September 16, 2010

Geithner’s Tough Talk on Chinese Yuan Disappoints

U.S. politicians, market watchers urge stronger action to curb currency manipulation

In testimony Thursday before the Senate Banking Committee, Treasury Secretary Timothy Geithner said the Obama administration will get tougher on China, suggesting that the United States' giant trading partner must do a better job in curbing its manipulation of the currency market.

"We share the concern of the Committee and many of your colleagues about China's exchange rate policy," Geithner said in his prepared remarks. "Clearly, China's exchange rate must play an important role in this effort. However, exchange rate appreciation also needs to be complemented with structural reforms to reduce the gap between saving and investment in China in order to bring about a durable rebalancing."

But Geithner fell short of announcing any specific action that the administration plans to take.

"I was surprised that it wasn't as aggressive as some in the market had believed that it might have been, and certainly not as aggressive as some politicians would have hoped for," said Kieran Osborne, a co-portfolio manager with Merk Investments of Palo Alto, California, a mutual fund company that specializes in currencies.

Geithner acknowledged the importance of the U.S.-China economic relationship, but added that the two countries must overcome trade-related challenges that have resulted in increasing distrust and acrimony on both sides. On June 19, the People's Bank of China announced plans for greater exchange rate flexibility along with the abolition of an artificial two-year peg to the dollar.

Since then, however, the Chinese government has limited the yuan's gain to less than 1% versus the dollar, which has angered U.S. politicians.

Geithner Proposes 'Three Core Objectives'

To address these challenges, Geithner proposed focusing on "three core objectives," which include: encouraging China to change its growth model to rely more on domestic demand and less on exports; moving toward a more market-determined Chinese exchange rate; and leveling the playing field for U.S. firms, workers, ranchers, farmers, and service providers to trade and compete with China.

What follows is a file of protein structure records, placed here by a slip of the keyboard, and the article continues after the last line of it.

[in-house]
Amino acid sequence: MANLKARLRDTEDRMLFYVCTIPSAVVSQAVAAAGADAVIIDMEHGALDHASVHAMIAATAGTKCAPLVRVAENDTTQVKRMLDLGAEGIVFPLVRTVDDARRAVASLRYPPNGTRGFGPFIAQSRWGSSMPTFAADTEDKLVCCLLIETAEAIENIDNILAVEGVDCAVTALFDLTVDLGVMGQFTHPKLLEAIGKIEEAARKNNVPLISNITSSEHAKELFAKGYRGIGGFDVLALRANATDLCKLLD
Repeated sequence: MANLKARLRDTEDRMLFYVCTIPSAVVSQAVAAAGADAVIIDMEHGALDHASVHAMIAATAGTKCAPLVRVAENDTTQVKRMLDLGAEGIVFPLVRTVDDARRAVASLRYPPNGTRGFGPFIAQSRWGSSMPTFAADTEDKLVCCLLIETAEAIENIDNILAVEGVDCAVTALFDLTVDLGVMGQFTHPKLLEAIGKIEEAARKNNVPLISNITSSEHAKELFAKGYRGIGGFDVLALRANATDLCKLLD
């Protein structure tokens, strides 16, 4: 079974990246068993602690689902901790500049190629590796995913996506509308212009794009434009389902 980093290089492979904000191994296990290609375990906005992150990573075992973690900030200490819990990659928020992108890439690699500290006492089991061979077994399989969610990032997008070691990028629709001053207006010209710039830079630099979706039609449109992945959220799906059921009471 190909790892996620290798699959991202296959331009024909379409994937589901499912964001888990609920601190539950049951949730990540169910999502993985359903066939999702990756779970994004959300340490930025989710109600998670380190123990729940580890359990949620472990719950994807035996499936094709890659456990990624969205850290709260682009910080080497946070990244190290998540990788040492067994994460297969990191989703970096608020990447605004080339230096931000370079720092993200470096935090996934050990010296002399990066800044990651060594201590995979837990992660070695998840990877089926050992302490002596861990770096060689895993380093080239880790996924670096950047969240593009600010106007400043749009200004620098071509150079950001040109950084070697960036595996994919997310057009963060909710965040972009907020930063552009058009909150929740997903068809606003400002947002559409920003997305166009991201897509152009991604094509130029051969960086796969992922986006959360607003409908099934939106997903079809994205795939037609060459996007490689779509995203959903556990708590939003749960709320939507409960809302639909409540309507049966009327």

Meanwhile, political pressure from both Republicans and Democrats is building on the Obama administration to take more forceful action against China's "currency manipulation"--a strong term that the administration has avoided using.

That didn't stop Senate Banking Committee Chairman Chris Dodd (D-CT) from using the term Wednesday at the hearing for the Treasury Department's report on international and exchange rate policies where Geithner spoke.

Dodd criticized "China's well-documented policy of manipulating currency values," and he blamed China for the U.S.'s chronic unemployment problems.

"Something as seemingly abstract as Chinese currency policy can mean a shuttered factory in Iowa," Dodd said in his prepared remarks. "For years, American workers have not been able to compete on a level playing field because of China's policies, and now they are struggling to secure jobs in the midst of a slow recovery from the global economic crisis."

Curbing Yuan's Rise Against Dollar Could Help Fight Inflation

Osborne, however, did agree with Geithner's argument that Chinese authorities should allow the yuan to appreciate because it would be good for the global markets as well as China itself.

"We've long argued that if China were to allow the currency to appreciate, it would combat some domestic inflationary pressures that they're experiencing domestically," Osborne said. "Chinese authorities are looking to implement a more flexible exchange rate over time. What will make them move is if it's in the best interest of China. They're unlikely to bow to Western pressures."

To be sure, the Obama administration faces a tricky situation, Osborne noted.

"They're very reticent to label China a currency manipulator," he said. The last thing you want to get involved in would be some sort of trade war or protectionism, which isn't good for anybody. Globally, it would create more inefficiencies and slow down growth. But they're also reliant on China to continue to buy all this debt that the Treasury continues to issue."

If the U.S. government doesn't resolve its issues with China, this country may see inflation exported out of China and onto the U.S. consumer, Osborne warned.

Read about Japan's intervention in the currency marketat AdvisorOne.com.

Check out Merk Funds President Axel Merk's thoughts about diversifying a portfolio with currencies on WealthManagerWeb.com

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